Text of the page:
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October 10, 2012

Moscow court frees 1 of 3 Pussy Riot members

MOSCOW — A Moscow appeals court on Wednesday unexpectedly freed one jailed member of punk band Pussy Riot, but upheld the two-year prison sentences for the two other women jailed for an irreverent protest against President Vladimir Putin.

All three women were convicted in August of hooliganism motivated by religious hatred. They argued in court on Wednesday that their impromptu performance inside Moscow's main cathedral in February was political in nature and not an attack on religion.

The case has been condemned in the U.S. and Europe, where it has been seen as an illustration of Putin's intensifying crackdown on dissent after his return to the presidency after four years as prime minister.

The Moscow City Court ruled that Yekaterina Samutsevich's sentence should be suspended because she was thrown out of the cathedral by guards before she could remove her guitar from its case and take part in the performance.

"The punishment for an incomplete crime is much lighter than for a completed one," said Samutsevich's lawyer, Irina Khrunova. "She did not participate in the actions the court found constituted hooliganism."

Dressed in neon-colored miniskirts and tights, with homemade balaclavas on their heads, the women performed a "punk prayer" asking Virgin Mary to save Russia from Putin as he headed into a March election that would hand him a third term.

"If we unintentionally offended any believers with our actions, we express our apologies," said Samutsevich, who along with Maria Alekhina and Nadezhda Tolokonnikova spoke in court Wednesday from inside a glass cage known colloquially as the "aquarium."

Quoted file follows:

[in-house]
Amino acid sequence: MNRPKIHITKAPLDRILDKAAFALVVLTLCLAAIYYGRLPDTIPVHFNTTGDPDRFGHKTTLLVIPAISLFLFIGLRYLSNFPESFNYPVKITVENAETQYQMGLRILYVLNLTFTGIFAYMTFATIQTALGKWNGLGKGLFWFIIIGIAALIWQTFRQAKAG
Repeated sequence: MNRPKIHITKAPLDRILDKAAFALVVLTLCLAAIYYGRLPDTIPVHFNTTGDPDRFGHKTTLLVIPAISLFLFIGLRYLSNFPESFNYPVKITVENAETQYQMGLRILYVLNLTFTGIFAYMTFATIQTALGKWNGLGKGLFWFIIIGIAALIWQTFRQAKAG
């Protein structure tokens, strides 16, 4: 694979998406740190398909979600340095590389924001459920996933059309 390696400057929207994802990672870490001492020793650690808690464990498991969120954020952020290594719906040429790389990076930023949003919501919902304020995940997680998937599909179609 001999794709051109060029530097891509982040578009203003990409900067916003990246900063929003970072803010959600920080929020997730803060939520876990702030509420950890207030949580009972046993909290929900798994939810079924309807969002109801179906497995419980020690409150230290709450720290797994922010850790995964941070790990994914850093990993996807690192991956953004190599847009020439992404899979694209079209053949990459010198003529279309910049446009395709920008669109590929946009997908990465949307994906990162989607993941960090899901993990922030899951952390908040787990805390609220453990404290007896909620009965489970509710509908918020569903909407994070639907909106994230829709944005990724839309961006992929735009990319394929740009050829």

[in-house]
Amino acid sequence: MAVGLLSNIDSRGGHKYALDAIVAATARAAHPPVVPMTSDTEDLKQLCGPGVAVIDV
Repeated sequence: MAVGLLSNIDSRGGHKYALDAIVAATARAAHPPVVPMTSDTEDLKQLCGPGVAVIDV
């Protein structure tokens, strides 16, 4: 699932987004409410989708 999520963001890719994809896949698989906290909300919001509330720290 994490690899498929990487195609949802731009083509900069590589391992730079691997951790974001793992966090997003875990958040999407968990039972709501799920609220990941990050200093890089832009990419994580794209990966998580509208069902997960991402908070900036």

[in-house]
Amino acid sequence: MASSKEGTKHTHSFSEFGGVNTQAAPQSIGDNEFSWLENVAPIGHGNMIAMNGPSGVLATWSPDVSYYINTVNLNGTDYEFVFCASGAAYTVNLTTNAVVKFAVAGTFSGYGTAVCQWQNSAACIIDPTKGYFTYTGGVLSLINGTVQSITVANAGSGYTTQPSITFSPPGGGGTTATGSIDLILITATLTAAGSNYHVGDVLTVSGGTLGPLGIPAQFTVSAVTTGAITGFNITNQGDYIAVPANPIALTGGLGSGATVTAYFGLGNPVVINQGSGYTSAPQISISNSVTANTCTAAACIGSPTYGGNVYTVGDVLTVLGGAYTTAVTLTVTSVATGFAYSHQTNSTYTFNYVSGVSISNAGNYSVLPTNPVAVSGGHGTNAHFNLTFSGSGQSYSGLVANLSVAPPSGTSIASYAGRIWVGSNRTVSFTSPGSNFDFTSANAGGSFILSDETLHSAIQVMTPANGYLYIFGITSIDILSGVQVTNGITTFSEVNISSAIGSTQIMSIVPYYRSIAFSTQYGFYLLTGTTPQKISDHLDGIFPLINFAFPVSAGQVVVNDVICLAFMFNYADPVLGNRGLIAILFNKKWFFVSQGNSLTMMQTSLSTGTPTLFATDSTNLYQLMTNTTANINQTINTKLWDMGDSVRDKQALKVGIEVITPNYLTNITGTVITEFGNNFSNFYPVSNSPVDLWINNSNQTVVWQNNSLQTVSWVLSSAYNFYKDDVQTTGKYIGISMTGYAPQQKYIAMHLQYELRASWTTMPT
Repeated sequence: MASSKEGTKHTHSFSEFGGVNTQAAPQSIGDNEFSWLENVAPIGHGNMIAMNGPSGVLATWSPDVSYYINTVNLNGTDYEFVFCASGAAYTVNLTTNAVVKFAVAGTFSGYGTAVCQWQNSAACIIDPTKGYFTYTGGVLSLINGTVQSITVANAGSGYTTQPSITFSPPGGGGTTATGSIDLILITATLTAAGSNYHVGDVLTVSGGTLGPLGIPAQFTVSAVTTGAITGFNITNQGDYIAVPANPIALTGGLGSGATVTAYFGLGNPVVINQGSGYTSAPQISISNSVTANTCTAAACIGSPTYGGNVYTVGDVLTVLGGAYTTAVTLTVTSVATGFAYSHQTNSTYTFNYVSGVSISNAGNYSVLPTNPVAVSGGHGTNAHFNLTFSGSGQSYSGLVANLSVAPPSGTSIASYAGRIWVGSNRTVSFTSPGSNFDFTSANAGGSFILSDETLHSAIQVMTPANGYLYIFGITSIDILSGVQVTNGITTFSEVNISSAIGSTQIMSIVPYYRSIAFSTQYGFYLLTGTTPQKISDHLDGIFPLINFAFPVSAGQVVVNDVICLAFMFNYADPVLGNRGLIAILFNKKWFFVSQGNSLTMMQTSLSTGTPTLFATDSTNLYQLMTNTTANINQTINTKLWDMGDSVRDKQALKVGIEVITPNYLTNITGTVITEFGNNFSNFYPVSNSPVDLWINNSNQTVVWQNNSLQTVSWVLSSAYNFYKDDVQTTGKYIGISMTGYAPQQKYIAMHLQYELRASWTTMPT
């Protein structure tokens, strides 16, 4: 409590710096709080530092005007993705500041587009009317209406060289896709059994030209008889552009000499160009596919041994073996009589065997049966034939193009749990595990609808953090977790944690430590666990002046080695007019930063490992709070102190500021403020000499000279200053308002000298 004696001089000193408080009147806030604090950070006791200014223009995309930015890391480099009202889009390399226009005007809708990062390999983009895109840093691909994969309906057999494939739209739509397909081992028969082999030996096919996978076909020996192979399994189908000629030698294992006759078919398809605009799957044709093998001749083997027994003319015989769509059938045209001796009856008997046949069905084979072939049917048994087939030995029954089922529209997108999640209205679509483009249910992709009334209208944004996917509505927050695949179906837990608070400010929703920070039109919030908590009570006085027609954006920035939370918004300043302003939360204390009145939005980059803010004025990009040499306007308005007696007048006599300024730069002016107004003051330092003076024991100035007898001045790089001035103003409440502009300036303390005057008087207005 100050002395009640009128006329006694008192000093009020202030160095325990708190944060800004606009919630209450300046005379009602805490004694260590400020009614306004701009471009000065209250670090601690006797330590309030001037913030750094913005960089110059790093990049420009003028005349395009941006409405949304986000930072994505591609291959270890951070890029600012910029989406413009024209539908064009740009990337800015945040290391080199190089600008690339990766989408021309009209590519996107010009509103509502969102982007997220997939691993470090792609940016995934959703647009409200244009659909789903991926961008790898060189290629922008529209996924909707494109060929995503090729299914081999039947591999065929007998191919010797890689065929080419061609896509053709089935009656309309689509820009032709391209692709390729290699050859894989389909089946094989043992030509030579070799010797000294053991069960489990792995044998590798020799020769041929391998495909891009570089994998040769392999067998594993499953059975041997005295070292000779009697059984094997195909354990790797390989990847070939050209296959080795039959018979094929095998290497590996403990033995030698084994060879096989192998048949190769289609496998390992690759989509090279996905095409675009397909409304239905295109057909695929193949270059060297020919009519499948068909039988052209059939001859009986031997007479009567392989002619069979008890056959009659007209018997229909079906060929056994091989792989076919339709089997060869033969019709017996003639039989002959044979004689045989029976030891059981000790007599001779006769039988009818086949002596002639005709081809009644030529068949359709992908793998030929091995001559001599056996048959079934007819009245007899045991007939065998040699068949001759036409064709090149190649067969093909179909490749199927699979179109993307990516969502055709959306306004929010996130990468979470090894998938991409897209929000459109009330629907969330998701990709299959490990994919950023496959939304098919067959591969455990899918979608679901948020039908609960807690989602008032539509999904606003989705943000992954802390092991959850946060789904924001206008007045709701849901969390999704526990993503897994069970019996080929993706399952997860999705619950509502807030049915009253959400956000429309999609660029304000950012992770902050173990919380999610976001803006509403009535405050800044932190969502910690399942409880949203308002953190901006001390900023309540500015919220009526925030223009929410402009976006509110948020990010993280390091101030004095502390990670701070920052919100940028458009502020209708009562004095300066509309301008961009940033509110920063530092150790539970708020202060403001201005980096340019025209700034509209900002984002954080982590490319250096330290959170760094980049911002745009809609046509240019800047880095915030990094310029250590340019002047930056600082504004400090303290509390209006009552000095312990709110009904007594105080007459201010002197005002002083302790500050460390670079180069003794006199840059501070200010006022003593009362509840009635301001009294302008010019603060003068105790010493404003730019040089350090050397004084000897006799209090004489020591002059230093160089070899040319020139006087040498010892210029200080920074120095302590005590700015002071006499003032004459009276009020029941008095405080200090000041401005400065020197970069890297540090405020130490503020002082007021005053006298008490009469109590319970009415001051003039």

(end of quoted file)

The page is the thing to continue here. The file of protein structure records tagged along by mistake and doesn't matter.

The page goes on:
"The idea of the protest was political, not religious," she said. "In this and in previous protests we acted against the current government of the president, and against the Russian Orthodox Church as an institution of the Russian government, against the political comments of the Russian patriarch. Exactly because of this I don't consider that I committed a crime."

Rights groups were frustrated by the appeals court decision.

"To see these two women sent to a Russian penal colony for the crime of singing a song undercuts any claim that Putin and the Russian government have to democracy and freedom of expression," Suzanne Nossel, executive director of Amnesty International USA, said Wednesday in a telephone interview from Washington.

"It's a very cold climate for human rights in Russia right now," Nossel said.

Putin recently said the two-year sentences were justified because "It is impermissible to undermine our moral foundations, moral values, to try to destroy the country." Defense lawyers said his remarks amounted to pressure on the appeals court.

The appeal was postponed from Oct. 1 after Samutsevich fired her lawyers, a move prosecutors criticized at the time as a delaying tactic. Her father, Stanislav Samutsevich, attributed his daughter's release mostly to the change in lawyers. He said he was deeply sorry for Alekhina and Tolokonnikova, who are expected to be sent to a penal colony to serve out their sentences.

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